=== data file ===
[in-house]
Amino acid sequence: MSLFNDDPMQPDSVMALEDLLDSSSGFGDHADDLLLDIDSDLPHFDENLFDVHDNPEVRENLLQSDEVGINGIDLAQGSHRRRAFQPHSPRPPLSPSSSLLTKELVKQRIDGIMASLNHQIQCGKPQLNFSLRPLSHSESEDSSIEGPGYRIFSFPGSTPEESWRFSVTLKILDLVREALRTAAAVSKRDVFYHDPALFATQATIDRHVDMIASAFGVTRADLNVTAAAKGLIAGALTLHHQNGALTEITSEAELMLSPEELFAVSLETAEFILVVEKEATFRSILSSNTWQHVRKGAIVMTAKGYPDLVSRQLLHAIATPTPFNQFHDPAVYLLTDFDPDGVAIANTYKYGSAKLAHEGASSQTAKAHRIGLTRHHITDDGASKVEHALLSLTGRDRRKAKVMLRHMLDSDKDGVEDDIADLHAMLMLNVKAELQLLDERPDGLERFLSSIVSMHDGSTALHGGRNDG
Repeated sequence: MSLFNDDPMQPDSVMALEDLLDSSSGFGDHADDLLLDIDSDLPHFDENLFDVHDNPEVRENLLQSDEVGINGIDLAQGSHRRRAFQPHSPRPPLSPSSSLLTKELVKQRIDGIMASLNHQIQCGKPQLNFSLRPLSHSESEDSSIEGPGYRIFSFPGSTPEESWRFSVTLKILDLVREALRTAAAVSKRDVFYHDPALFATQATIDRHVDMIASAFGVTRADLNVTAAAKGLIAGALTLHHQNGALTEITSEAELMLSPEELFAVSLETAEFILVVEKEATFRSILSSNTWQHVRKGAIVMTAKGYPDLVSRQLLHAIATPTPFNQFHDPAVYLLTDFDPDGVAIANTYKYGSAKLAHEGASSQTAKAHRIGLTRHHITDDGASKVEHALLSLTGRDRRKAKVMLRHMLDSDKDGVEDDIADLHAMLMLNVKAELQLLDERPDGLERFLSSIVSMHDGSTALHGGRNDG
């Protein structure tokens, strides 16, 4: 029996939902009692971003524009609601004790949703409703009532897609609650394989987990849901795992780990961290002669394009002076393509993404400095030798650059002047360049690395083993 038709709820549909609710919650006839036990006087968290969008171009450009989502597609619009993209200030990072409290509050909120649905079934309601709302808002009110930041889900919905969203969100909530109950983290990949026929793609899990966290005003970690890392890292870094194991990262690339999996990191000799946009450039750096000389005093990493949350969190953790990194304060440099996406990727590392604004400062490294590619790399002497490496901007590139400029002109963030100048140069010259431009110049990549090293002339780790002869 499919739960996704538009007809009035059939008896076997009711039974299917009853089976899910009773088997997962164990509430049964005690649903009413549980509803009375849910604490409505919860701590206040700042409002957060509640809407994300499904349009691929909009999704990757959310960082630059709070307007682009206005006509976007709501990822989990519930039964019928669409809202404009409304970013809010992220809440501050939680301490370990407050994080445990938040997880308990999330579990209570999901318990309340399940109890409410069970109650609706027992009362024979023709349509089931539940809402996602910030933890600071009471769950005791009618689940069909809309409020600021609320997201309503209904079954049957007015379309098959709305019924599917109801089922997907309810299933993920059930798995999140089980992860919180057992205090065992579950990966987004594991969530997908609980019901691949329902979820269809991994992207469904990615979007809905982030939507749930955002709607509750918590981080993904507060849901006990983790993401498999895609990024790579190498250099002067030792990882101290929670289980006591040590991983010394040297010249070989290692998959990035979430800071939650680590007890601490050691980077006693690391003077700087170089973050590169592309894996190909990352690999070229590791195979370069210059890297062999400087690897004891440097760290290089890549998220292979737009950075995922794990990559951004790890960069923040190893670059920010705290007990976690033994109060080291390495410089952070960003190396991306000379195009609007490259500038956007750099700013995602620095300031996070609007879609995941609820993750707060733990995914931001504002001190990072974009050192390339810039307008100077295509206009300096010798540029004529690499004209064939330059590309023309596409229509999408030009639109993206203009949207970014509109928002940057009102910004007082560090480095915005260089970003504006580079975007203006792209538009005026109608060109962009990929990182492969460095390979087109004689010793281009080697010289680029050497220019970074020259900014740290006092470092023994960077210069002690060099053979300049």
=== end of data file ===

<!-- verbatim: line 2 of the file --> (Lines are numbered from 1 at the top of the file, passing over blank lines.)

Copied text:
Amino acid sequence: MSLFNDDPMQPDSVMALEDLLDSSSGFGDHADDLLLDIDSDLPHFDENLFDVHDNPEVRENLLQSDEVGINGIDLAQGSHRRRAFQPHSPRPPLSPSSSLLTKELVKQRIDGIMASLNHQIQCGKPQLNFSLRPLSHSESEDSSIEGPGYRIFSFPGSTPEESWRFSVTLKILDLVREALRTAAAVSKRDVFYHDPALFATQATIDRHVDMIASAFGVTRADLNVTAAAKGLIAGALTLHHQNGALTEITSEAELMLSPEELFAVSLETAEFILVVEKEATFRSILSSNTWQHVRKGAIVMTAKGYPDLVSRQLLHAIATPTPFNQFHDPAVYLLTDFDPDGVAIANTYKYGSAKLAHEGASSQTAKAHRIGLTRHHITDDGASKVEHALLSLTGRDRRKAKVMLRHMLDSDKDGVEDDIADLHAMLMLNVKAELQLLDERPDGLERFLSSIVSMHDGSTALHGGRNDG